29 Oct 2012

Inquiry begins into Savile-era BBC culture

An inquiry into the “culture and practices” at the BBC during presenter Jimmy Savile’s campaign of sexual abuse is to begin today.

Inquiry begins into Savile-era BBC culture (G)

Led by the former court of appeal judge Dame Janet Smith, the probe will also determine whether the broadcaster’s child protection and whistle-blowing policies are up to scratch.

The inquiry begins a day after former pop star Gary Glitter was arrested and bailed by police investigating the Savile scandal.

It is also a year to the day since Savile died, aged 84, at his home in Leeds.

Scotland Yard detectives are currently dealing with about 300 alleged victims and are following more than 400 lines of inquiry as part of their Operation Yewtree investigation into “Savile and others”.

Dame Janet, who was appointed to the appeal court in 2002, led the inquiry into the activities of serial killer GP Dr Harold Shipman, which reported in 2005.

She will be examining allegations from people who claim they were sexually abused by Jimmy Savile on BBC premises, or while working on location for the corporation, and will gather evidence from those who claim they raised concerns about his activities.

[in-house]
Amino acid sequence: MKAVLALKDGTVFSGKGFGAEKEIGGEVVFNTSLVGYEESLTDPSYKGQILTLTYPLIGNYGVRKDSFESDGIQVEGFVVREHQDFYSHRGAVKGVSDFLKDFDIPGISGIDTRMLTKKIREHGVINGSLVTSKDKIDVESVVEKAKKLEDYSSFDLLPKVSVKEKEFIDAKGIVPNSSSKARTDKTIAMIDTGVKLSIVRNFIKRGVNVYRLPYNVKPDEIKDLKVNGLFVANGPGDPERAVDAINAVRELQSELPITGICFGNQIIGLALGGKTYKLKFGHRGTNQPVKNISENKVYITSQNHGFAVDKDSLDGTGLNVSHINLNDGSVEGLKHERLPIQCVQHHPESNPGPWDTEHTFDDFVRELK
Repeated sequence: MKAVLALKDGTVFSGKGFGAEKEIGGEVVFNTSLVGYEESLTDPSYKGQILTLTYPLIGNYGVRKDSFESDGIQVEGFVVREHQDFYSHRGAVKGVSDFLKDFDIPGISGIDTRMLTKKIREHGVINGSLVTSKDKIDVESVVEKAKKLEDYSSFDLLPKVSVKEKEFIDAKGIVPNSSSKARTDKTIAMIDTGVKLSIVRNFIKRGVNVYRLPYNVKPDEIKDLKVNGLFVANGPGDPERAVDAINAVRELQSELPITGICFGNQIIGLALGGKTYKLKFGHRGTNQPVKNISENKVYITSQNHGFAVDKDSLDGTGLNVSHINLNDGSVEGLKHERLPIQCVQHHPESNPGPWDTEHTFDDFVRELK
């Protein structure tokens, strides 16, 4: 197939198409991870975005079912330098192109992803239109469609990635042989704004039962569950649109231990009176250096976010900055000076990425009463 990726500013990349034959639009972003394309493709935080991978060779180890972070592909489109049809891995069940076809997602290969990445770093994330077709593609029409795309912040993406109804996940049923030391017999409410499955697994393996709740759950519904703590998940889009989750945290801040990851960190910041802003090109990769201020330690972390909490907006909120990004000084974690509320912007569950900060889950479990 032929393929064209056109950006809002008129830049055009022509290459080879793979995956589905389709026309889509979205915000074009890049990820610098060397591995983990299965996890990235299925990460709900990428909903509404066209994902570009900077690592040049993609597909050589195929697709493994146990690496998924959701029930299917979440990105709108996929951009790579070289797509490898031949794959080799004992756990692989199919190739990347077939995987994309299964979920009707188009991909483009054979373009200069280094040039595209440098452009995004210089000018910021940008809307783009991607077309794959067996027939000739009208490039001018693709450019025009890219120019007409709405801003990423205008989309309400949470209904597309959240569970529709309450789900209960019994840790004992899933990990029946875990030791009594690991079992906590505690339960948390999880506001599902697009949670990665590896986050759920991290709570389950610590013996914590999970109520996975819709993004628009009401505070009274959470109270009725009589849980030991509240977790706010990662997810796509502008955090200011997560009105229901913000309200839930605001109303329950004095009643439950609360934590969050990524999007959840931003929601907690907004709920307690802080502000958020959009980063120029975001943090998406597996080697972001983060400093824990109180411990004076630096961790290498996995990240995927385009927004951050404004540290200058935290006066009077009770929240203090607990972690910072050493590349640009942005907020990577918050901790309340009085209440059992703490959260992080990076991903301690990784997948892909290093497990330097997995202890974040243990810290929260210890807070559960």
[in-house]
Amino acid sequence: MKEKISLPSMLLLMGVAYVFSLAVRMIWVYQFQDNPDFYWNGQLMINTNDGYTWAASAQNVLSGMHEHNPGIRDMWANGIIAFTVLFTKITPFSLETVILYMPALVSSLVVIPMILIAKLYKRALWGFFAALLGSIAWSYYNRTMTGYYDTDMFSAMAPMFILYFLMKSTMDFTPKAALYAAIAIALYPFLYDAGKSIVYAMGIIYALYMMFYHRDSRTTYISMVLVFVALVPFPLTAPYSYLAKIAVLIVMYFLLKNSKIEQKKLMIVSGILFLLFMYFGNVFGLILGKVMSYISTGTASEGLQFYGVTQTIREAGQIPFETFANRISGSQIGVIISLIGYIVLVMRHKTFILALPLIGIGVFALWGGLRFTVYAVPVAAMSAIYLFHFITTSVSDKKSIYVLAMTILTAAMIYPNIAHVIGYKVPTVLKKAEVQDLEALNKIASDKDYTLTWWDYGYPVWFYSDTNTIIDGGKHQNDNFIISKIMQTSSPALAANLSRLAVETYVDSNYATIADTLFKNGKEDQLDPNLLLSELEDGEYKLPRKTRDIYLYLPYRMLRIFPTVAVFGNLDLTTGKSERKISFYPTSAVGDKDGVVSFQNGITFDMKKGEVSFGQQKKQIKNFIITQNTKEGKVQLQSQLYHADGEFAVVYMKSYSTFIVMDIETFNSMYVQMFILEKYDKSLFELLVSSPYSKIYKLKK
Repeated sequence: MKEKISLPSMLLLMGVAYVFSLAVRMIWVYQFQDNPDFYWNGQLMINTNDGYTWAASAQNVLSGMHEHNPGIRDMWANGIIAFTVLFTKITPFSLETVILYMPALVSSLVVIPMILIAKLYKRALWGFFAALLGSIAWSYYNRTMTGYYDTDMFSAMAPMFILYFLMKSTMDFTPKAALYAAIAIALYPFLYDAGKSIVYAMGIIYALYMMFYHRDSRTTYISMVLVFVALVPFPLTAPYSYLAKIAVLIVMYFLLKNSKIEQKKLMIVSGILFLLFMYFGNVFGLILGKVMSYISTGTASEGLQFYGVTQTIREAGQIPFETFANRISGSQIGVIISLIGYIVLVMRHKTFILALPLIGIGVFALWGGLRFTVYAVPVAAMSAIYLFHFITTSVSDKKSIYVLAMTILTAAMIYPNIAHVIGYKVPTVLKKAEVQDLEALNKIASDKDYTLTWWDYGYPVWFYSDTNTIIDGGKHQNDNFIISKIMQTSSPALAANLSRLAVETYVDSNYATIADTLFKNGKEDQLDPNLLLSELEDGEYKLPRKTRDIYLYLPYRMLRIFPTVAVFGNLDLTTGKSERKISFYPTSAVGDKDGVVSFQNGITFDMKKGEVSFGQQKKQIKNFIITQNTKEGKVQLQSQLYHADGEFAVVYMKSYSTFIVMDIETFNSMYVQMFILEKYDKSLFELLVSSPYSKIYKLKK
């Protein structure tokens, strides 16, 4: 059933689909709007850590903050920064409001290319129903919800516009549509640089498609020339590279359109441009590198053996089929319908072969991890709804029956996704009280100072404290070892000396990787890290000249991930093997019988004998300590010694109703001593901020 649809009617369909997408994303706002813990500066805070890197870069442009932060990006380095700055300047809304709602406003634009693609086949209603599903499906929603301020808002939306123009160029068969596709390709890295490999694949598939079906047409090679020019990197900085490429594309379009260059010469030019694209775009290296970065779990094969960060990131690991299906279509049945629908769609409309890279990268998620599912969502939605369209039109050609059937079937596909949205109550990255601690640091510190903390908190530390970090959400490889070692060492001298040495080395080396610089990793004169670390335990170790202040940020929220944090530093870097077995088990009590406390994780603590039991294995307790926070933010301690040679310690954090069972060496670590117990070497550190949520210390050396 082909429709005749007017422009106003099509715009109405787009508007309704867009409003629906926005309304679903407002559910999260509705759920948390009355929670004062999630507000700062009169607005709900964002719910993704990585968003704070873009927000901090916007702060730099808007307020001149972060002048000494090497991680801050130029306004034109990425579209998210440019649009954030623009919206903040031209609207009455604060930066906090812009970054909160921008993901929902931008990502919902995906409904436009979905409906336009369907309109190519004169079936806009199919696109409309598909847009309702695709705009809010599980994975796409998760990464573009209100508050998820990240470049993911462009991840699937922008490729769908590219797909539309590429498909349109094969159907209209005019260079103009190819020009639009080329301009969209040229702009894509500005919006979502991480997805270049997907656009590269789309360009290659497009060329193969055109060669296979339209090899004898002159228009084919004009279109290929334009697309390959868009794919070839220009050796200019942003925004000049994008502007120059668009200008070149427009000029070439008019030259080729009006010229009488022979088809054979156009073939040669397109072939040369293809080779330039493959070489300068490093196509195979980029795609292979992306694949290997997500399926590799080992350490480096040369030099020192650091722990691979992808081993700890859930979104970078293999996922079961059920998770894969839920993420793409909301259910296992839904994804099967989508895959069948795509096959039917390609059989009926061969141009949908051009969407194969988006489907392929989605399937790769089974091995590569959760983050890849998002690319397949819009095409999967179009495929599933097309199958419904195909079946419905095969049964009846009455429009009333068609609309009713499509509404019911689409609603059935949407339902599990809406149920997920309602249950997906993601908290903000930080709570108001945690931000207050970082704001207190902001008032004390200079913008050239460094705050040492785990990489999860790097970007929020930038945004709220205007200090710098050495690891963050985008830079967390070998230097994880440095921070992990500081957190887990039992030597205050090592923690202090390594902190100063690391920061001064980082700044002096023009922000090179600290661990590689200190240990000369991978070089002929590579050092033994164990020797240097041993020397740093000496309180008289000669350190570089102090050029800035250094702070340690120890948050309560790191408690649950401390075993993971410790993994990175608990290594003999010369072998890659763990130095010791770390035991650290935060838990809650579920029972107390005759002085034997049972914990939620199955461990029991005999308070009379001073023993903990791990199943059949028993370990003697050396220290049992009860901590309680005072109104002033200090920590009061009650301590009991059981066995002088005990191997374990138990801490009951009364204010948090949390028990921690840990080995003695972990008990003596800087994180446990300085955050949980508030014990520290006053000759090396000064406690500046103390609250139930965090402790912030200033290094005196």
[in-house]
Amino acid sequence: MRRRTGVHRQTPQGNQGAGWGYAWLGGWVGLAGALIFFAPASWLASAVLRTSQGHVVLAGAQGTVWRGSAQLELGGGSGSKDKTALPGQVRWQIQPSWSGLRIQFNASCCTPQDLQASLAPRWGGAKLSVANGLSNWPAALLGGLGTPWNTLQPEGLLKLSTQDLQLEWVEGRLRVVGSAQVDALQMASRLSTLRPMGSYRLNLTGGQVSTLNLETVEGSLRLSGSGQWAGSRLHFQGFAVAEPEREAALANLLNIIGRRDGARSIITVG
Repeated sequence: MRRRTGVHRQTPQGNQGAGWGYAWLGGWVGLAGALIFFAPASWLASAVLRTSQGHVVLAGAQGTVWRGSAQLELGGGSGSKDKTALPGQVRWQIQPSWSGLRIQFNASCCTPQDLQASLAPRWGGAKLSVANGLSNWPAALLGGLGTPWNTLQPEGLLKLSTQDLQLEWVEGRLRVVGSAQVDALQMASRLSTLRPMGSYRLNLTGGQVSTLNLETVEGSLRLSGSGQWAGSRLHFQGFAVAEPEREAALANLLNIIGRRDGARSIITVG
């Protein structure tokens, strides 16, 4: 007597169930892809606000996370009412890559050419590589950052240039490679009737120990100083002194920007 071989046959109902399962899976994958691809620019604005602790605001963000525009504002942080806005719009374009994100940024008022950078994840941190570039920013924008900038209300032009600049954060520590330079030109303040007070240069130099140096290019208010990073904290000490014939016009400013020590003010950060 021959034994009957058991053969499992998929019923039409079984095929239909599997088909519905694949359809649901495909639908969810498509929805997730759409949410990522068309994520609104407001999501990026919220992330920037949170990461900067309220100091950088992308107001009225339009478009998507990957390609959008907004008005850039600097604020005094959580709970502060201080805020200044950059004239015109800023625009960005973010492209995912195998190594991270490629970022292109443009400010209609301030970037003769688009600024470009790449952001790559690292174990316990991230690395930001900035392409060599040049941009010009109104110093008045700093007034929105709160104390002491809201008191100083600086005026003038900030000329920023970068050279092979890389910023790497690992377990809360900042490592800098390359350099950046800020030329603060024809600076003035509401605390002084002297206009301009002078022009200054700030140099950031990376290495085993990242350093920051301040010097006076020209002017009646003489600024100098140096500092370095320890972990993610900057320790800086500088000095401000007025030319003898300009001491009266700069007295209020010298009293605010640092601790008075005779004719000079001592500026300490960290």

BBC apology

The chairman of the BBC Trust, Lord Patten, said he was committed to finding out the truth about the scandal that has engulfed the corporation, vowing there would be “no covering our backs”.

He also apologised “unreservedly” to abused women who spoke to a BBC’s Newsnight investigation into the abuse which was axed last year.

A separate inquiry into possible BBC management failures over the canning of the Newsnight programme has already began under former head of Sky News Nick Pollard.

Labour deputy leader Harriet Harman on Sunday called for an over-arching independent inquiry into the Jimmy Savile case.

But Justice Secretary Chris Grayling said he was not he was not in favour of an immediate judge-led investigation: “There is always a danger if you set up a very substantial inquiry process of that kind that it takes much longer to get to the truth.”

Gary Glitter, whose real name is Paul Gadd, has been bailed to reappear at a police station in mid-December this year, pending further inquiries.